Long-Term Implantability of Resorbable Carboxymethyl Cellulose/Chitosan Microspheres in a Rabbit Renal Arterial Embolization Model
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To determine the physiologic response to resorbable carboxymethyl cellulose/chitosan (CMC/CN) microspheres in a long-term rabbit model, including the clinical response, gross pathology, and histopathology.
Materials and Methods
Six rabbits were embolized with CMC/CN microspheres (300–500 µm) in one kidney via an inferior renal artery branch. Angiography was performed immediately before and after embolization and prior to killing at 6 months (180 ± 7 days, n = 3) and 12 months (365 ± 10 days, n = 3). A complete necropsy was performed on each animal with dissection of the kidneys and harvesting of additional tissues as per ISO-10993-part 6 and ISO-10993-part 11 guidelines. All tissues were processed and stained for pathological analysis.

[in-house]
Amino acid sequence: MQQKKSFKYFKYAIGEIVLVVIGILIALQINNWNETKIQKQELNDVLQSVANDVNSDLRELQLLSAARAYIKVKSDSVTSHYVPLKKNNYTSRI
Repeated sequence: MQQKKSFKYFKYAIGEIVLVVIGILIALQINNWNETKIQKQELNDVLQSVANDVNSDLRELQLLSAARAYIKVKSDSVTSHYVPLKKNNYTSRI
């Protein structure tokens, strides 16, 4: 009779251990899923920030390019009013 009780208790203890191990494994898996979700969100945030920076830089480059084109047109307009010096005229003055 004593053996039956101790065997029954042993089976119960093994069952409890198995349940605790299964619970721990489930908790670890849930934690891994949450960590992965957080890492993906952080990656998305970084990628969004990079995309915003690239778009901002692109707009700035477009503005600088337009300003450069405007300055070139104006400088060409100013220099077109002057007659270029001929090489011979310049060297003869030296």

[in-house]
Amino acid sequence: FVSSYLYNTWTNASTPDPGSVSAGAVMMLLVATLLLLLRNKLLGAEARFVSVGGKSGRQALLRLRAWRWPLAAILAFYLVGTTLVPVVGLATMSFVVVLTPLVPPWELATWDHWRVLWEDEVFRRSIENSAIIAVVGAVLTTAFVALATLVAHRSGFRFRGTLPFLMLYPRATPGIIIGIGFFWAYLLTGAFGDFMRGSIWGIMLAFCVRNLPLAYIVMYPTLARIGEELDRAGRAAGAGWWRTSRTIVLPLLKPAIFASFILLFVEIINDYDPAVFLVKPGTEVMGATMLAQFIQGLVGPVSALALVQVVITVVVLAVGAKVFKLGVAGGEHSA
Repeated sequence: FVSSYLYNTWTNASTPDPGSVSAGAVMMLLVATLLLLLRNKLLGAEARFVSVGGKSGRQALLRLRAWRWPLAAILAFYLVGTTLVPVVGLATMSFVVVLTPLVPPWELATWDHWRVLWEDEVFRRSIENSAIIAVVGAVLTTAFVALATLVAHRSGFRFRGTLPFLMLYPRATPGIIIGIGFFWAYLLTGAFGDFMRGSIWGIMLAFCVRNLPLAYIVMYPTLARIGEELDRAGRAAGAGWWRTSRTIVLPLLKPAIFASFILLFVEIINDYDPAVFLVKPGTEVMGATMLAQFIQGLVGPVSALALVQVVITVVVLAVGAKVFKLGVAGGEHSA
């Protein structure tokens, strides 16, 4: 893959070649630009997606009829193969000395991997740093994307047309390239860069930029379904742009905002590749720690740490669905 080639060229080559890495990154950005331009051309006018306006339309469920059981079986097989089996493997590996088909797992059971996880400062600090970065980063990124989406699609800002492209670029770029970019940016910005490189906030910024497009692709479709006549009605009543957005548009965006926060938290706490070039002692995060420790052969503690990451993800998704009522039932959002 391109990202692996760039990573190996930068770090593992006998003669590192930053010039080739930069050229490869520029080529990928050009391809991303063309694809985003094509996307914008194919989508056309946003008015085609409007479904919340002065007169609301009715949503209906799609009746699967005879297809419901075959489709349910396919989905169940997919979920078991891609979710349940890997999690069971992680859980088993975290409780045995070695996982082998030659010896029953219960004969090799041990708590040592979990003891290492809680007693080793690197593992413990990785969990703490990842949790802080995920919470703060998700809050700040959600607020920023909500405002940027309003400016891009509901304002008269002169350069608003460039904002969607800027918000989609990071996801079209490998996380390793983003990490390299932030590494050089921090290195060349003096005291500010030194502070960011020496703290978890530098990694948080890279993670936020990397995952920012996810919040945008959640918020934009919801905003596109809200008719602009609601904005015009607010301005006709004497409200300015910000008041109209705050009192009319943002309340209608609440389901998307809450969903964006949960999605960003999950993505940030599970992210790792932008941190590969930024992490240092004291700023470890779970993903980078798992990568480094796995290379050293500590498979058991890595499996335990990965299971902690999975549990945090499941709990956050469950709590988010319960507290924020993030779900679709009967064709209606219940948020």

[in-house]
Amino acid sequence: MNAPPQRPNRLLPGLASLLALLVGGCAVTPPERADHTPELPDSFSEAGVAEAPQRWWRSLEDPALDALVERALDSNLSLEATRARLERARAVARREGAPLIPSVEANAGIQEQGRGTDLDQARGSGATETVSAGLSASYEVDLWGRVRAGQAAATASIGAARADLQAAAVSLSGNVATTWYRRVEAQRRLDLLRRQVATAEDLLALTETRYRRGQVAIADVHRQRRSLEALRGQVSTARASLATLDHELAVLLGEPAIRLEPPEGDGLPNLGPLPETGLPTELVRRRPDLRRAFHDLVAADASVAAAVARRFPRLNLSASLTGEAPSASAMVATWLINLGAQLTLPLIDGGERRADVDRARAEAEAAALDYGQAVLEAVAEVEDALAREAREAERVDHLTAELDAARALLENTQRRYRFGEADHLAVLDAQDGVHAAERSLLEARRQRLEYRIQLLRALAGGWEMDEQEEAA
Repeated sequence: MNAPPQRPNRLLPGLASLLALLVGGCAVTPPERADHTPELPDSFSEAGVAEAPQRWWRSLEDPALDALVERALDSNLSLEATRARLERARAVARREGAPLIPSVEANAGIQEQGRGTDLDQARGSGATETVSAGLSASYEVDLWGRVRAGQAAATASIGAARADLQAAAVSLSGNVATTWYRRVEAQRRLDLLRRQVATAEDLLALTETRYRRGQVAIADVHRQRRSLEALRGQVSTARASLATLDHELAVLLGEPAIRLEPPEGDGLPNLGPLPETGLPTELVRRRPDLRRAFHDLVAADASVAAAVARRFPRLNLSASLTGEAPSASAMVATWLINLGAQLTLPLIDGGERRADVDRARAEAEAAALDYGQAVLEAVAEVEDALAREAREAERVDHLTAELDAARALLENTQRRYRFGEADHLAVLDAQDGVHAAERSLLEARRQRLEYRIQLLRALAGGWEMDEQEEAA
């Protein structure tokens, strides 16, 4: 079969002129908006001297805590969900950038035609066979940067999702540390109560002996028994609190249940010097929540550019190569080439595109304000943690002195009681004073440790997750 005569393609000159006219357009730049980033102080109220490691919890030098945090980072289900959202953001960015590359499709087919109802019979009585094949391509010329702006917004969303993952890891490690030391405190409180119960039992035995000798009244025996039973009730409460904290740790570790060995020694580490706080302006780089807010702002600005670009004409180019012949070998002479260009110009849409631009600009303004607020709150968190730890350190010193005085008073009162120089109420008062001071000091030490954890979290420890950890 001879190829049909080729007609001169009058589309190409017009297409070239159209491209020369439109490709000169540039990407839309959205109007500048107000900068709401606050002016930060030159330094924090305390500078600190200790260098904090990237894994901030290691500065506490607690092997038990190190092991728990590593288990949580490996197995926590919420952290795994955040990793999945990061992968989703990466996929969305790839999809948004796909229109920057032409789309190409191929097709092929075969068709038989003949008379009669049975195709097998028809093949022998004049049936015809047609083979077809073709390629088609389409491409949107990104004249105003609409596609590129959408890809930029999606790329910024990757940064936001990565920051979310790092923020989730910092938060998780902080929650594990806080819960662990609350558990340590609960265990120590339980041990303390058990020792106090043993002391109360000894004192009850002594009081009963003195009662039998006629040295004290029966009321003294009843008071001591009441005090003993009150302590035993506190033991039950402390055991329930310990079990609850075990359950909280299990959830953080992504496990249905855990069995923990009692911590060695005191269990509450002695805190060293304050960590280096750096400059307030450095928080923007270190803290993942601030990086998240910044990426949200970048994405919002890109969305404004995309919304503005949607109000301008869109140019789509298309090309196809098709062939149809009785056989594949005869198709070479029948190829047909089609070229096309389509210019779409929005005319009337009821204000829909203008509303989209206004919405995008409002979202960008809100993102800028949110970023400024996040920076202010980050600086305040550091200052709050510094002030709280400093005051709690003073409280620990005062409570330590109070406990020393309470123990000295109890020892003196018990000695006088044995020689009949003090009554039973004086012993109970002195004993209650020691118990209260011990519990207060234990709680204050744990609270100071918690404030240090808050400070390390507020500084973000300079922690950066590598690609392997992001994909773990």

The caudal third of target kidneys was successfully embolized with CMC/CN microspheres. Over the course of the study, there were neither notable clinical signs in either embolization group nor significant changes in the tissue/body weight ratio between 6- and 12-month time points. Gross examination revealed that all embolized kidneys had morphologic features consistent with infarction resulted from microsphere delivery. The percentage of infarction decreased from 9.1% ± 5.7% at 6 months to 1.9% ± 0.4% at 12 months. Microscopically, infarcted areas demonstrated evidence of chronic injury and repair, including loss of renal parenchyma with replacement fibrosis, tubular regeneration, and minimal to mild lymphoplasmacytic inflammation without any active changes such as necrosis or neutrophilic inflammation.
No systemic toxicity was observed in the animals 6 and 12 months after CMC/CN microspheres delivery. The local tissue response was mild.
KeywordsImplantability Bioresorbable microspheres Arterial embolization Local effect Systemic toxicity
This study was partially supported by a research Grant (Weng 2015, 00049685) sponsored by EmboMedics Inc.
Compliance with Ethical Standards
Conflict of interest
Lihui Weng received research grants from EmboMedics and also is a shareholder of EmboMedics Inc. Omid Souresrafil is shareholder of EmboMedics Inc. Davis Seelig has no conflict of interest.
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